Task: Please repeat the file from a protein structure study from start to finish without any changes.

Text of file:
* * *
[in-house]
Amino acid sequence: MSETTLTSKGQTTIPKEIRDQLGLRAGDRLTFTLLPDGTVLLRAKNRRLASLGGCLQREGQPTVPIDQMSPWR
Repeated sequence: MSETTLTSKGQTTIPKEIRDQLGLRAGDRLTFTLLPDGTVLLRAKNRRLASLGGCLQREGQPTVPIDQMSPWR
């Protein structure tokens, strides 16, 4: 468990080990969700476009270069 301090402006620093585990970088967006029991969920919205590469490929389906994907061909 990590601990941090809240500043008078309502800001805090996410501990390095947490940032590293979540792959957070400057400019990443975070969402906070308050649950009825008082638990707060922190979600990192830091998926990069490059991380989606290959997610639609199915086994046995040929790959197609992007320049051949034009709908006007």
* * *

[in-house]
Amino acid sequence: MSETTLTSKGQTTIPKEIRDQLGLRAGDRLTFTLLPDGTVLLRAKNRRLASLGGCLQREGQPTVPIDQMSPWR
Repeated sequence: MSETTLTSKGQTTIPKEIRDQLGLRAGDRLTFTLLPDGTVLLRAKNRRLASLGGCLQREGQPTVPIDQMSPWR
């Protein structure tokens, strides 16, 4: 468990080990969700476009270069 301090402006620093585990970088967006029991969920919205590469490929389906994907061909 990590601990941090809240500043008078309502800001805090996410501990390095947490940032590293979540792959957070400057400019990443975070969402906070308050649950009825008082638990707060922190979600990192830091998926990069490059991380989606290959997610639609199915086994046995040929790959197609992007320049051949034009709908006007």